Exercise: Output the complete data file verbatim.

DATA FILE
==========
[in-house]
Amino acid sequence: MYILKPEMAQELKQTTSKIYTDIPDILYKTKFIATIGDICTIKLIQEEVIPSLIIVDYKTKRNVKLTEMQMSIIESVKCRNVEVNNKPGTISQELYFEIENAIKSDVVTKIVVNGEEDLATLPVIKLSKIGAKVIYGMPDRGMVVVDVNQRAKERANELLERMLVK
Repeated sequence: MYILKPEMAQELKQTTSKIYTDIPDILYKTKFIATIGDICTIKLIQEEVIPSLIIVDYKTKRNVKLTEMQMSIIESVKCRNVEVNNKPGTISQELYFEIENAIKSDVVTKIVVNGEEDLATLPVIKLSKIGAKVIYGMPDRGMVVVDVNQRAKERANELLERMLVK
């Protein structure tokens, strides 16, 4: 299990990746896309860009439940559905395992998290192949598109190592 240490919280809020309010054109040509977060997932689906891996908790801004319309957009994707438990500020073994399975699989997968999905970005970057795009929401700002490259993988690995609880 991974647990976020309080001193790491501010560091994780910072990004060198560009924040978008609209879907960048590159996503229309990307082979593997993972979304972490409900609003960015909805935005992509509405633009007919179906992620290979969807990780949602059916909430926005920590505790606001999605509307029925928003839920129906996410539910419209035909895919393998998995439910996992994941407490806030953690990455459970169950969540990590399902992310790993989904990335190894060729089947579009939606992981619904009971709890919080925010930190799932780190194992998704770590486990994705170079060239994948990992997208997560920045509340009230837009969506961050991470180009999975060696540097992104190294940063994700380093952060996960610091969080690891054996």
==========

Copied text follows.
[in-house]
Amino acid sequence: MYILKPEMAQELKQTTSKIYTDIPDILYKTKFIATIGDICTIKLIQEEVIPSLIIVDYKTKRNVKLTEMQMSIIESVKCRNVEVNNKPGTISQELYFEIENAIKSDVVTKIVVNGEEDLATLPVIKLSKIGAKVIYGMPDRGMVVVDVNQRAKERANELLERMLVK
Repeated sequence: MYILKPEMAQELKQTTSKIYTDIPDILYKTKFIATIGDICTIKLIQEEVIPSLIIVDYKTKRNVKLTEMQMSIIESVKCRNVEVNNKPGTISQELYFEIENAIKSDVVTKIVVNGEEDLATLPVIKLSKIGAKVIYGMPDRGMVVVDVNQRAKERANELLERMLVK
């Protein structure tokens, strides 16, 4: 299990990746896309860009439940559905395992998290192949598109190592 240490919280809020309010054109040509977060997932689906891996908790801004319309957009994707438990500020073994399975699989997968999905970005970057795009929401700002490259993988690995609880 991974647990976020309080001193790491501010560091994780910072990004060198560009924040978008609209879907960048590159996503229309990307082979593997993972979304972490409900609003960015909805935005992509509405633009007919179906992620290979969807990780949602059916909430926005920590505790606001999605509307029925928003839920129906996410539910419209035909895919393998998995439910996992994941407490806030953690990455459970169950969540990590399902992310790993989904990335190894060729089947579009939606992981619904009971709890919080925010930190799932780190194992998704770590486990994705170079060239994948990992997208997560920045509340009230837009969506961050991470180009999975060696540097992104190294940063994700380093952060996960610091969080690891054996």